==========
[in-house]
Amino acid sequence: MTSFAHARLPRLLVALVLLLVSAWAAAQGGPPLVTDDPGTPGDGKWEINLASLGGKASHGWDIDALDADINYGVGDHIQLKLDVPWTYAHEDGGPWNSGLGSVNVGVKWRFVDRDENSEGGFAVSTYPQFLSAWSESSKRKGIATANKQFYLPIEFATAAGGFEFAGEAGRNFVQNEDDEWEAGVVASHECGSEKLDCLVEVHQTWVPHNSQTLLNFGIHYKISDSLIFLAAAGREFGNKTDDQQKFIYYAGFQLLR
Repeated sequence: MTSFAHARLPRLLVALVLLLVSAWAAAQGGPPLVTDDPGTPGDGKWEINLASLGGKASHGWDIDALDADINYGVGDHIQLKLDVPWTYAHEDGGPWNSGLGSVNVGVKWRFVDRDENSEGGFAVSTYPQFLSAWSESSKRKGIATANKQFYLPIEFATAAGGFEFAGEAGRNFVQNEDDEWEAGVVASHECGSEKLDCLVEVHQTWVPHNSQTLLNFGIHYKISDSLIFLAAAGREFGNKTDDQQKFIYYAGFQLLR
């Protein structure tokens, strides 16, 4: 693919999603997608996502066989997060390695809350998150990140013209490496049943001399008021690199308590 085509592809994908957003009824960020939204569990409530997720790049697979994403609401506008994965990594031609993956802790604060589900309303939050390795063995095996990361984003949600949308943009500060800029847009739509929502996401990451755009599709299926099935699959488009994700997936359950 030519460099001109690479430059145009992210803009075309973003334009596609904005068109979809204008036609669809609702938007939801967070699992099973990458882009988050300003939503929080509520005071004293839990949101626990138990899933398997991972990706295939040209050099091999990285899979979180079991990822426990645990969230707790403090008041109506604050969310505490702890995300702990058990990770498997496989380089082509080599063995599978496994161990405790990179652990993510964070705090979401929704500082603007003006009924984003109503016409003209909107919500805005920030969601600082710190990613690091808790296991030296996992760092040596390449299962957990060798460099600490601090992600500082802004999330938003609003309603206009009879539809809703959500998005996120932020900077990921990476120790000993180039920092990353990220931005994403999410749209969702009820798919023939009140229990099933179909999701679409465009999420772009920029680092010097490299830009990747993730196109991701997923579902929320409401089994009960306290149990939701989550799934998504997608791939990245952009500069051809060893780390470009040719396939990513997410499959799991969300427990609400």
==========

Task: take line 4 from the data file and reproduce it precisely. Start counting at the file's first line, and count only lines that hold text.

């Protein structure tokens, strides 16, 4: 693919999603997608996502066989997060390695809350998150990140013209490496049943001399008021690199308590 085509592809994908957003009824960020939204569990409530997720790049697979994403609401506008994965990594031609993956802790604060589900309303939050390795063995095996990361984003949600949308943009500060800029847009739509929502996401990451755009599709299926099935699959488009994700997936359950 030519460099001109690479430059145009992210803009075309973003334009596609904005068109979809204008036609669809609702938007939801967070699992099973990458882009988050300003939503929080509520005071004293839990949101626990138990899933398997991972990706295939040209050099091999990285899979979180079991990822426990645990969230707790403090008041109506604050969310505490702890995300702990058990990770498997496989380089082509080599063995599978496994161990405790990179652990993510964070705090979401929704500082603007003006009924984003109503016409003209909107919500805005920030969601600082710190990613690091808790296991030296996992760092040596390449299962957990060798460099600490601090992600500082802004999330938003609003309603206009009879539809809703959500998005996120932020900077990921990476120790000993180039920092990353990220931005994403999410749209969702009820798919023939009140229990099933179909999701679409465009999420772009920029680092010097490299830009990747993730196109991701997923579902929320409401089994009960306290149990939701989550799934998504997608791939990245952009500069051809060893780390470009040719396939990513997410499959799991969300427990609400």